Ones, which began life as a pick up and play experience, now features an eliminator tournament comprised of up to 81 players. Through it, more challenge, incentive and tension are all on offer, in what is a higher stakes experience. The base gameplay is still pretty open and relaxed, not to mention arcade-based, with just three human players vying for control of the puck and attempting to score the most goals on a single goalie. Even better, it now supports local multiplayer, meaning that you can play with a friend who’s sitting on the same couch as you.
Online play continues to be the biggest draw, it seems, although I’ve always been more of a solo player, who’s preferred Franchise Mode and Be a Pro to playing with others. Hopping online to play against a friend, or even a random person in Online Versus, still draws me every so often though, as does World of CHEL. I particularly enjoy Ones, which was one of the highlights of NHL 19. Earning new loot and leveling up can become addicting, but thankfully microtransactions are not required.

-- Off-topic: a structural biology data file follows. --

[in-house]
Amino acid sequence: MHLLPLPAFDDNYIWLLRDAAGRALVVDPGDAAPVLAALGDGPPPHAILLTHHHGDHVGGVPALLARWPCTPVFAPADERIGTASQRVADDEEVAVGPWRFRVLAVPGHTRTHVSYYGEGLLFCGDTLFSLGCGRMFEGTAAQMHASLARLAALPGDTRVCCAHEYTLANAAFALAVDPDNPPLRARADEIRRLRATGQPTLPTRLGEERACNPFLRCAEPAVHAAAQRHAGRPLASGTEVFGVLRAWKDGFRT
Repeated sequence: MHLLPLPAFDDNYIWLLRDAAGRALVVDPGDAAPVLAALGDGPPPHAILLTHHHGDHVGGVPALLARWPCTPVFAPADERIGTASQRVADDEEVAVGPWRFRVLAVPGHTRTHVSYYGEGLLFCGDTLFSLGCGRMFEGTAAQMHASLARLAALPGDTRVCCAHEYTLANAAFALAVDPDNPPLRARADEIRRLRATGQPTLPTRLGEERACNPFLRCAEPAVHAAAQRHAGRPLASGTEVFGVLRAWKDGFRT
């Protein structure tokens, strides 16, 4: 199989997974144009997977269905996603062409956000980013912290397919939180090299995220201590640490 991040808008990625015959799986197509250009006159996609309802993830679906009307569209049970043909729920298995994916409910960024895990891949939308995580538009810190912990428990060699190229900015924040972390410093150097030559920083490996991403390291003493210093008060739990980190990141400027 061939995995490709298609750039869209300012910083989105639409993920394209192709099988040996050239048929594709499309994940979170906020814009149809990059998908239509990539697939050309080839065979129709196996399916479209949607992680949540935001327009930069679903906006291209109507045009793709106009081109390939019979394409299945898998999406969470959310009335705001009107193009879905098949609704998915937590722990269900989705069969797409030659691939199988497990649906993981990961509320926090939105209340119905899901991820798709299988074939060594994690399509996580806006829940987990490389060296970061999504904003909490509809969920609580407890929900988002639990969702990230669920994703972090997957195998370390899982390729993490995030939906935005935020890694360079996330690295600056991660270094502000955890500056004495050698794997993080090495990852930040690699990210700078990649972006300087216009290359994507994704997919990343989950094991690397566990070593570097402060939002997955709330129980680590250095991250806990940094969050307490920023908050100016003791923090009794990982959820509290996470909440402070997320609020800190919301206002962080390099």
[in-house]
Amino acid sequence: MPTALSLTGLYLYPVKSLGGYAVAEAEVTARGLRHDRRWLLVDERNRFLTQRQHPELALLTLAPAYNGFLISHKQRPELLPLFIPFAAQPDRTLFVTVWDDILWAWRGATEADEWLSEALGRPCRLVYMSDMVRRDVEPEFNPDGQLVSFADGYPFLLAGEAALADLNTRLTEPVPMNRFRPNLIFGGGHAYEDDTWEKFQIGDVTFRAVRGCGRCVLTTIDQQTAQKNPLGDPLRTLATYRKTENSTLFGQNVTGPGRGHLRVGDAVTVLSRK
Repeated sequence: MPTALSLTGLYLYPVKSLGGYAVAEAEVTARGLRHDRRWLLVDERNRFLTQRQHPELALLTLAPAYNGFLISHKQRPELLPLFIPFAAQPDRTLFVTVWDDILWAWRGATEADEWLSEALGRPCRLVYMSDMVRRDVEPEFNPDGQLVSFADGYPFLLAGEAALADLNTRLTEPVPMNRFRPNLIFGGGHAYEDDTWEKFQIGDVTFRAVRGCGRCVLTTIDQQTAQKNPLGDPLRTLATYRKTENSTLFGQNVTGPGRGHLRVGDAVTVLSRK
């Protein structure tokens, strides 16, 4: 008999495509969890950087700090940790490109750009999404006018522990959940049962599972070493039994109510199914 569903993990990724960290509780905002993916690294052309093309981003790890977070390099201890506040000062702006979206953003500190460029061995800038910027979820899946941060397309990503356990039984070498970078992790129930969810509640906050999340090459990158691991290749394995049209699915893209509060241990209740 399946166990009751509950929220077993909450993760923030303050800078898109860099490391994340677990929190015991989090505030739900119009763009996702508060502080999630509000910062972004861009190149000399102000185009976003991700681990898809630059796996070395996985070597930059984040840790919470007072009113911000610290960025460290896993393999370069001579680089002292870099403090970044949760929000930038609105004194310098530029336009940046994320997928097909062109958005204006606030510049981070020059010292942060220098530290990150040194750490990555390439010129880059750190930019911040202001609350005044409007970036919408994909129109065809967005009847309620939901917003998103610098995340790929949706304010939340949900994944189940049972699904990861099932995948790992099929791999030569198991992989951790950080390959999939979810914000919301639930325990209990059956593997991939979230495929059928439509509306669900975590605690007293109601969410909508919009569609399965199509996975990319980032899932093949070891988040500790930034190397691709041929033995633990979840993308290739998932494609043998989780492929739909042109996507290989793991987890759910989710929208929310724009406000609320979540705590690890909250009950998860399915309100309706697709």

The whole World of CHEL experience has gotten bigger and better, and the same is true of its locations. There’s something soothing and inviting about playing pick-up hockey on a frozen pond bordered by barns, even if it’s digital. According to the review guide, four new locations have been added, but I’ve yet to see them all.
Other returning, and available, modes include Fantasy Draft, Champions Hockey League, Play Now (aka. Exhibition), Playoffs and the (offline) NHL Threes circuit. Through these modes, fans can play as superstars, icons and heroes, and can get different sides of the hockey experience. Not just the NHL, but the Champions League and CHL (which can play a big role in Be A Pro) too.